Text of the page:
What is the Limit Switch?

The limit switch is a small part that measures the temperature inside your heating system. Specifically, it measures the temperature of the plenum, the largest chamber of any forced air heater. It is designed to shut down the system in the event that the temperature inside the plenum gets too high. Obviously, an overheating system presents a fire risk, not to mention the damage it can cause to parts that are not designed to withstand that level of heat. As such, the limit switch is one of the most important safety measures in your heating system.

However, there are some interactions between the limit switch and the heater of which you should be aware. Foremost among these is short-cycling.

Short-Cycling

Short-cycling is what happens when the heating system won’t stop rapidly turning itself on and off throughout the day. When a heater begins to overheat, it activates the limit switch, which shuts the system down to protect it. However, the limit switch doesn’t actually address whatever problem is causing the system to overheat. When the system has cooled off a bit, the thermostat reactivates it, as it hasn’t reached the desired temperature in the home yet. So, the system restarts and overheats again because the issue hasn’t been solved. This leads to an endless cycle of the system overheating and the limit switch shutting it off.

This behavior is extremely harmful to the heating system, putting it under exponentially more strain than it is designed to handle, and increasing the chances of a breakdown. If you notice this behavior, call a professional immediately.

If you’d like to know more, call Comfort Flow Heating to schedule an appointment with us today. We provide professional heating repair services in the Eugene, OR area.

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Some Reasons Why Your Burner Won’t Stay Lit

Friday, October 17th, 2014

If your gas-burning heating unit isn’t working, the first thing you probably do is check the pilot light, right? What happens when the pilot light is lit, but the heat still won’t turn on? Chances are, it’s a problem with your burner. Below are some reasons why your burner won’t stay lit.

Malfunctioning Flame Sensor

The flame sensor is responsible for regulating the gas flow to the burner. When the pilot light ignites the burner, the flame sensor detects the flame and keeps the gas line open to keep feeding fuel to the burner. A malfunctioning sensor will not detect the flame, and so will not open the gas line to keep the burner going.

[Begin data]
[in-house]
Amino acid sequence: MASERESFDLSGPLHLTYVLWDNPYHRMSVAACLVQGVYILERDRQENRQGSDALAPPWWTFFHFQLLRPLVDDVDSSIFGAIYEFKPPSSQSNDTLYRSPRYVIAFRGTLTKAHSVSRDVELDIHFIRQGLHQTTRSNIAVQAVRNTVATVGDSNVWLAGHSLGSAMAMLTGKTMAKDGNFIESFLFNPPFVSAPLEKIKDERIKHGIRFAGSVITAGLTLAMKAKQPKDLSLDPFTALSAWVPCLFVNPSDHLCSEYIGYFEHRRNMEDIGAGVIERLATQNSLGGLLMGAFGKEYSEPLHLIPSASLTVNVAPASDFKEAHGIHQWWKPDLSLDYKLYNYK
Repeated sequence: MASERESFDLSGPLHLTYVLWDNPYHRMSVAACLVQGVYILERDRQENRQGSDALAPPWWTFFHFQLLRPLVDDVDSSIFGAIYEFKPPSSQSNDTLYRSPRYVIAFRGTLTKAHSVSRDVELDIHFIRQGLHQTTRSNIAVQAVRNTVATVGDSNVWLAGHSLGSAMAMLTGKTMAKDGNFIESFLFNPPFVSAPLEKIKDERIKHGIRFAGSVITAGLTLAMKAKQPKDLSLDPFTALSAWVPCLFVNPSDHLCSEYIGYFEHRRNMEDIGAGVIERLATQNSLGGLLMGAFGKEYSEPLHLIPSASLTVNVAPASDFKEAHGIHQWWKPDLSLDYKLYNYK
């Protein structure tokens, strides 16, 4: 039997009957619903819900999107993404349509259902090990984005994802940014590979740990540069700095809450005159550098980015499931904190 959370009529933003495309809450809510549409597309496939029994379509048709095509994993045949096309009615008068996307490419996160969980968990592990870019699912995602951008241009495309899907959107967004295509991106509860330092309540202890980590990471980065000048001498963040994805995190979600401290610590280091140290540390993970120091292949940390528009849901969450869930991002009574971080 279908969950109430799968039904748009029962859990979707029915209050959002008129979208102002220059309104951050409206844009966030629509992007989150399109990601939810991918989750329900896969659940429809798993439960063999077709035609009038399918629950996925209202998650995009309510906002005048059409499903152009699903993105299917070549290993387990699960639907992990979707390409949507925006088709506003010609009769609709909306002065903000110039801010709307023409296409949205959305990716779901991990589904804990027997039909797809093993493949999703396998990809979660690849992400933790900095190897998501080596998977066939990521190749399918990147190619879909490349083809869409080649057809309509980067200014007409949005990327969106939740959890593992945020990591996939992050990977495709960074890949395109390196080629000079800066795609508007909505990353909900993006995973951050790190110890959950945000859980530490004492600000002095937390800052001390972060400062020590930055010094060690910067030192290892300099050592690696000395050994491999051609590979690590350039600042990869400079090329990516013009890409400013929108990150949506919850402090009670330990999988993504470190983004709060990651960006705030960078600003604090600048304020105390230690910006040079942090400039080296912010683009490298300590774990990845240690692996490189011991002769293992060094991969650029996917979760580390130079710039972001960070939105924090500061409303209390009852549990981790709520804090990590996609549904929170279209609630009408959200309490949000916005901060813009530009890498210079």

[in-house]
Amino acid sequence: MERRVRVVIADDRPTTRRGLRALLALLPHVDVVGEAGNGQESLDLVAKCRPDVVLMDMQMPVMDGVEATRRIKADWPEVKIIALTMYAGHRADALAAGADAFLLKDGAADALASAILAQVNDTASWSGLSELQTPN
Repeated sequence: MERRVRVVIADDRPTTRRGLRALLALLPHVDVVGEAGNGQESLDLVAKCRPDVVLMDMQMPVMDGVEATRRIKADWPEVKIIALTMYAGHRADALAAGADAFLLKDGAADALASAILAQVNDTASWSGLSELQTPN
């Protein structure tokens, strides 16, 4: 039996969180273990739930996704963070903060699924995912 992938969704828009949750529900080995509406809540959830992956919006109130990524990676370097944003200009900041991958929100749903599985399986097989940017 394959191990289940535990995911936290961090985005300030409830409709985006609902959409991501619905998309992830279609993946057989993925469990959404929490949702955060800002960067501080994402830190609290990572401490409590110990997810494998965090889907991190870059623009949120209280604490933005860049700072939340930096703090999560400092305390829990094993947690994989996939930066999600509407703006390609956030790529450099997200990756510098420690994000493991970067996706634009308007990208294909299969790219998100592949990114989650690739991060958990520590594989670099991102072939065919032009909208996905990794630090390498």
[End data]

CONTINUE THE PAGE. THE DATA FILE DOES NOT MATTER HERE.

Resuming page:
Gas Line Blockage

If your burner lights for a short time but then goes out, you may have a blockage in the gas valve. The gas line is what provides fuel to the burner to keep it lit. A complete blockage often prevents the burner from lighting at all. A partial blockage, however, may allow the burner to light but will not provide enough fuel to keep it lit.

Pressure Switch

A pressure switch is a safety feature installed on more modern systems. If it detects that your system venting pressure is off, it will shut down your heating system to prevent it from venting poisonous gas into your home. This isn’t really a problem with your burners, but from your point of view it can look very much like the burner is having trouble staying lit. Venting problems are often caused by other serious issues, like cracked heat exchangers or a blocked exhaust flue.

No matter what is causing your burners to malfunction, you’ll need a professional to diagnose and fix the problem. If your heating system is experiencing problems, call Comfort Flow Heating. We conduct heating repairs all over the Eugene area.

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What Causes Cracks in a Heat Exchanger?

Friday, October 10th, 2014

A cracked heat exchanger is one of the most serious issues that your furnace can develop. In furnaces, the heat exchanger is designed to direct combustion byproducts to the exhaust flue on one side and warm air into the house on the other. A cracked heat exchanger can cause combustion byproducts like carbon monoxide to mix with the air being circulated into the house. Practically all of the combustion byproducts from a furnace are toxic, and can cause death in high amounts. In the interest of helping prevent this issue, we’ve assembled a list of causes for cracked heat exchangers.

Overheating

If an air filter becomes too dirty, it can block most of the airflow through the heat exchanger. This causes heat to become trapped in the heat exchanger, where it will put the part under enormous strain. This is one of the most common causes of cracked heat exchangers. It’s also one of the reasons that changing your air filter every month is recommended.

Oversized Furnace

An oversized furnace presents a number of problems for you entire heating system. For the heat exchanger in particular, the constant short-cycling common to oversized furnaces will cause the metal pipes to rapidly expand and contract. Over time, this increased stress can open cracks. An oversized furnace can also cause the heat exchanger to overheat.

Age

Even if you take good care of your heating system, the heat exchanger can simply crack from years of use. The natural cycle of expansion and contraction will cause the metal in your heat exchanger to wear out after enough time. It is far better to have this happen after a couple decades of use, however, than to have to potentially replace your entire furnace after 5 years due to preventable issues.

Regardless of how the problem occurs, the important thing is that you replace a cracked heat exchanger as soon as possible. It might be a pain, but the alternative is much worse. If you think you may have a cracked heat exchanger, call Comfort Flow Heating. We conduct heating repairs throughout the Eugene region.